The original paradise
Supposed location of Adam and Eve's earthly paradise, the Seychelles have been attracting swooning honeymooners and loved-up couples to their pristine shores for many an idyllic summer. Meet in the shade of swaying palms, relax on some of the most beautiful beaches of the world, or let yourself sink into the rhythm of the Seychellois - life here is breathed with elegance and ease.Mysterious plants and pink beaches
It's not tempting apple trees you'll find here, but mysterious sea coconut palms - the only place in the world that you'll find them and almost endemic to the tiny Vallée de Mai on the island of Praslin. Around it, the islands of Mahé, La Digue, Silhouette and over one hundred others fan out into the warm waters of the Indian Ocean. Their beaches, often tinged pink by the granite rocks which surround them, are some of the most beautiful in the world and shelter giant land turtles, bats and a huge variety of birds and sea life.Variety above all
Each island has a unique composition, be it the effervescent charm of the capital Mahé, the slow-paced rhythm of life on Praslin or the total isolation of La Digue and Desroches, where the day is whiled away from the back of a bicycle or the comfort of an ox-drawn cart. Away from the main attractions you can also find fantastic nature reserves on the islands of Bird and Cousine, all-inclusive luxury on Denis and Sainte-Anne, unspoilt landscapes on Silhouette and extravagant hotels on Frégate and North Island.Can't decide?
With so much choice, visiting just one island is out of the question. A gentle cruise through the islands aboard a yacht allows you the pick of the 115 islands and islets, whether you're in search of seclusion or civilisation. For those who want to sail off into their own personal sunset, the archipelago offers a huge amount of freedom to explore its waters and far-flung isles, though some situated within national parks and marine reserves require prior entry permission.Take to the sea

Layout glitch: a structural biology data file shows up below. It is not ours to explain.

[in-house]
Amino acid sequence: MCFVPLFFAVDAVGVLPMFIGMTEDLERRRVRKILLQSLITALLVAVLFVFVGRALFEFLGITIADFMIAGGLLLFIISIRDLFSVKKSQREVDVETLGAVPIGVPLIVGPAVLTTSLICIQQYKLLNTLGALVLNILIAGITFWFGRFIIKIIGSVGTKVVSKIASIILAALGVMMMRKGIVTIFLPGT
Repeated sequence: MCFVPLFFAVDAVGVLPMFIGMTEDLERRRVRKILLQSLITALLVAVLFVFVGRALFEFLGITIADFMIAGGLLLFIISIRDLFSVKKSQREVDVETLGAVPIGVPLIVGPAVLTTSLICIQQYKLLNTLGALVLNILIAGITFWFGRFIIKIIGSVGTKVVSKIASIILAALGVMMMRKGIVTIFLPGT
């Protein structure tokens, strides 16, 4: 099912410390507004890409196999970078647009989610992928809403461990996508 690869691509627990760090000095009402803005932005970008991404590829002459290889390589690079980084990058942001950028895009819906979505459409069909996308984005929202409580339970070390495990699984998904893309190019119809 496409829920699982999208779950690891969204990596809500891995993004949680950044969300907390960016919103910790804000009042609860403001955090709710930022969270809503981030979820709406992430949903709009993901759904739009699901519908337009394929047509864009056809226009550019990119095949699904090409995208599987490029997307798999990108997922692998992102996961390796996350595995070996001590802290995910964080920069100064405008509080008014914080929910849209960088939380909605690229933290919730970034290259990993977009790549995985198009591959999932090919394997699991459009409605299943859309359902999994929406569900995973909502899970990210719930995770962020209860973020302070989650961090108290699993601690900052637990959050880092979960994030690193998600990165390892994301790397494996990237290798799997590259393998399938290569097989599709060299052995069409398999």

The islands may have made a name for themselves with exquisite beaches and tranquillity, but fans of water sports will also be well-pleased with the diving, snorkelling, sailing and motorised water sports on offer. The sweeping beach of Beau Vallon on Mahé has great facilities, courses for first-timers and incredible underwater life to explore.Into nature
If water sports don't float your boat, head inland to discover a world of mountainous terrains, covered with tropical forest, winding walking routes and dense plantlife. Of the many parks, reserves and gardens, one of the most splendid is the UNESCO-protected Vallée de Mai. The valley is home to six endemic species of palm tree alone and is the only remaining place you can find the endangered black parrot in the wild.
Surface area : 451.0 km2
Population : 86000 inhabitants
In shops, you will find very creative textiles (batiks, sarongs and t-shirts), designed by young local artists. Seychellois craftspeople also make pretty baskets, hats and mats. You also find beautiful jewels, mixing gold, coral and seashells on Mahé and in the boutiques of some hotels. So as to protect the tortoise, an endangered species, it is recommended not to buy jewels which use their shells.
One of the most meticulous crafts is the making of boat models. The most original souvenir to take home still is the coco de mer or "coco fesse". Split in two, it makes an original-looking fruit basket. Shops are normally open Monday to Friday from 9.00am to 5.00pm, to 2.00pm on Saturdays and are shut on Sundays.